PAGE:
The last time anyone on this bus visited Jerusalem, the flags hanging outside and inside the New Orient House were illegal.
Now, with mutual recognition between Israel and the Palestinian Liberation Organization achieved, the organization’s red, white, green and black flag flies freely.
A group of Jewish visitors from America quickly posed, using the flag as the perfect photo backdrop, after hearing an official PLO spokesman explain and defend the organization’s policies.
The meeting with Maen Areikat, head of the Palestinian Information Office in eastern Jerusalem, was followed by one with residents of Efrat, a Jewish settlement in the Gush Etzion bloc in the West Bank.
Similar meetings with Palestinians and settlers were part of the itinerary for each of the 21 buses carrying across the country the 700 American Jews participating in the President’s Mission of the United Jewish Appeal.
Meetings with representatives on both sides of political issues are not new for UJA missions.
But the meeting at the New Orient House was the first such meeting with Palestinian representatives in their official headquarters, the building in eastern Jerusalem that represents the Palestinian political presence in the city.
“The peace process has set a wonderful tone where people feel they want to touch it and feel it,” said Roberta Holland, chair of the mission, pointing to the substantially larger number of participants than in recent such missions.
The tone was clear in the enthusiasm that greeted Foreign Minister Shimon Peres’ appraisal of the peace process at the beginning of the mission.
And it was evident in the disappointment of some Americans when Areikat offered less tangible evidence of new relations between the Arabs and Jews than they would have liked.
“As usual, the Palestinians are saying the Israelis should be doing more,” Bob Usen of Boston said after the meeting.
“I don’t know what they (the Palestinians) are really doing to make this process go faster,” he said.
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Areikat had said the Palestinians were planning an economy that would be “a bit protectionist,” and played down the notion of joint Israeli-Palestinian economic activity in the near future.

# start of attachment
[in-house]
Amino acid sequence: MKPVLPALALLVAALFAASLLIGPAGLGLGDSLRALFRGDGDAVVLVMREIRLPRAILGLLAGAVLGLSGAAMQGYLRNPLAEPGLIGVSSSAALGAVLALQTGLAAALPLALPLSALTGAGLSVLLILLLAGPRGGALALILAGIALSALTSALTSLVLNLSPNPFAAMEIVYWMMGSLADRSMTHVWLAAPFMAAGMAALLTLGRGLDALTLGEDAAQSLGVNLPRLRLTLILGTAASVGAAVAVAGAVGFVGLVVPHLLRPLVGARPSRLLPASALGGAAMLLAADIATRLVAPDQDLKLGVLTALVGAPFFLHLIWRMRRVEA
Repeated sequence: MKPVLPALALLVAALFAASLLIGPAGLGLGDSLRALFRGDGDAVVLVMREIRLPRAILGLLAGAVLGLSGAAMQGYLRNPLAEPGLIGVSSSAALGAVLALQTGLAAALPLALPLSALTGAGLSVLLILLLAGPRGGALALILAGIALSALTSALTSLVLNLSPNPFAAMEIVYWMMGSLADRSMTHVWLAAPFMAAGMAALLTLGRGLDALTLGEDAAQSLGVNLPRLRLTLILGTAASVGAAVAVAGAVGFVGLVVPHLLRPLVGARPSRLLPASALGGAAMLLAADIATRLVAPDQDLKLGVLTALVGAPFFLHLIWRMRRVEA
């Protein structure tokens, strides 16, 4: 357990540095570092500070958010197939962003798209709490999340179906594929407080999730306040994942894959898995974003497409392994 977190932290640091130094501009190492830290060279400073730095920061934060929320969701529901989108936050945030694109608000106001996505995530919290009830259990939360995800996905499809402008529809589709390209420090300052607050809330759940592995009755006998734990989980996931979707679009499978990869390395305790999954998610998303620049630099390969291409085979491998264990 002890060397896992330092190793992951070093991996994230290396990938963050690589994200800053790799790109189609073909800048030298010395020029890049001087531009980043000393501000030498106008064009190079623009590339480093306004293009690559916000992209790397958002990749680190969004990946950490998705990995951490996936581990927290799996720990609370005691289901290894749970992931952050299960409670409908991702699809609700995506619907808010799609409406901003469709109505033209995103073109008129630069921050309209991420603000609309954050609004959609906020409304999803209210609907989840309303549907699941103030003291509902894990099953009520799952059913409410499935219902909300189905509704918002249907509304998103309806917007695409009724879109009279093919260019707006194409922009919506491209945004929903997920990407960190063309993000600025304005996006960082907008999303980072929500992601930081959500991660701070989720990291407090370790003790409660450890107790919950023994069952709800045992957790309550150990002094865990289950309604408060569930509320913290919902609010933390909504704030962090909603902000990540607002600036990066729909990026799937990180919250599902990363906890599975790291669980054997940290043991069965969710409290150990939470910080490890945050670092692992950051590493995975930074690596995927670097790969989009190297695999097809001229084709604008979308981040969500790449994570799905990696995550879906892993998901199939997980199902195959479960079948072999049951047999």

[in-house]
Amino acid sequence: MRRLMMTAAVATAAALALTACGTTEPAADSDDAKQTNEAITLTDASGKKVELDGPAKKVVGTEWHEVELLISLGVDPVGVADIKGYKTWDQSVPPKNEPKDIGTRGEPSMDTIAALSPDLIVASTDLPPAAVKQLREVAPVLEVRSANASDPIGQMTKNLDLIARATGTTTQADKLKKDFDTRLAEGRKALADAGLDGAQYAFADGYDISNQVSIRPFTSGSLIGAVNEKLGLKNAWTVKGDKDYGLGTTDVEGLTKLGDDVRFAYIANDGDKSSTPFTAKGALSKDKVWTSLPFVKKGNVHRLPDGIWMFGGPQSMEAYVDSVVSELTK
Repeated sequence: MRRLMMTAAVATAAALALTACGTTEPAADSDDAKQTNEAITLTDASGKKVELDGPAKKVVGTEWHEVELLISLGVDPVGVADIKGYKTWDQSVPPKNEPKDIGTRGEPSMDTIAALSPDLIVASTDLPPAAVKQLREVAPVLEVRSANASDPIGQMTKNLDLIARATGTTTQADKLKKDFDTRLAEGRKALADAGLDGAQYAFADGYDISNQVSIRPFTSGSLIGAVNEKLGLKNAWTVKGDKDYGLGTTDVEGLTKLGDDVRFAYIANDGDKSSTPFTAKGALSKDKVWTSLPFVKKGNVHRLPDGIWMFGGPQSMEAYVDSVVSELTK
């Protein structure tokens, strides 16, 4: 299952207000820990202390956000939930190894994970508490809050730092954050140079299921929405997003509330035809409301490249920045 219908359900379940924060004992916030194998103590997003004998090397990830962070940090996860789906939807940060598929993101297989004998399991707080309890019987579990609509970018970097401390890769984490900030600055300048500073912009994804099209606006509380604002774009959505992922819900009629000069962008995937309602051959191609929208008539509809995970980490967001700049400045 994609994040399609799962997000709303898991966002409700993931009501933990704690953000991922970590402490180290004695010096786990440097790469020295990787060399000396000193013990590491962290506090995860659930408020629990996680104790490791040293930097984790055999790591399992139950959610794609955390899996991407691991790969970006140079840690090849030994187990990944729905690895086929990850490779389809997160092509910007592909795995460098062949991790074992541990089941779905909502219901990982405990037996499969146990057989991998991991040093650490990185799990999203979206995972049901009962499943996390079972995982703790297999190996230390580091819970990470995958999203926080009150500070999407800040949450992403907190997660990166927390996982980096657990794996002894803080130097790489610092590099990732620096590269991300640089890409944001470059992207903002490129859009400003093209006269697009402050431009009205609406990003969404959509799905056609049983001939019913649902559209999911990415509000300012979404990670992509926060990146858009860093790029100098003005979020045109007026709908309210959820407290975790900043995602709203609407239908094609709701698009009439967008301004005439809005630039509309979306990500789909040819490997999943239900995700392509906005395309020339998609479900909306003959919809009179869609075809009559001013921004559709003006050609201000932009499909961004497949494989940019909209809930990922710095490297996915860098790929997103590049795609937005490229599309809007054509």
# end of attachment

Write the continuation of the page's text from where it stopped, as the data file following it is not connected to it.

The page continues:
“The economic situation will be directly tied to the political situation,” he told the Americans. “Don’t expect full economic relations before the political situation is settled.”
He also dismissed an appeal by the UJA executive vice president, Rabbi Brian Lurie, for an end to the Arab economic boycott of Israel and of the countries that do business with it.
“It’s not yet easy to say, let’s normalize everything,” said Areikat. “You can’t come now when I’m still under Israeli military occupation, and Syrian territory is still under Israeli military occupation, and Lebanon is still under Israeli military occupation, and Lebanon is still under military occupation, and ask me to give up one of my strongest weapons.”
But if the PLO spokesman did not live up to euphoric visions of immediate peace, the settlers also failed to convince most participants of their side.
Some of the settlers generated sympathy, if not political agreement.
“I learned something about the settlers,” Holland said.
“It gave me a greater insight, and a great deal more compassion,” she said. “I understand what they built, with a lot of passion and blood, that they’re concerned about losing their homes and their security.
“I’m sorry they’re put in the dilemma they’re in, but hopefully it was resolved to their satisfaction, and they will be able to keep their homes.”
But other mission participants complained of being harangued.
“Why don’t you give your government a chance?” asked one visitor to Efrat, after a resident, Jack Kern, accused Prime Minister Yitzhak Rabin of lying to the public and betraying the country.
Indeed, at the conclusion of the mission, Rabin was loudly applauded after saying that Israel was taking “calculated risks” for peace.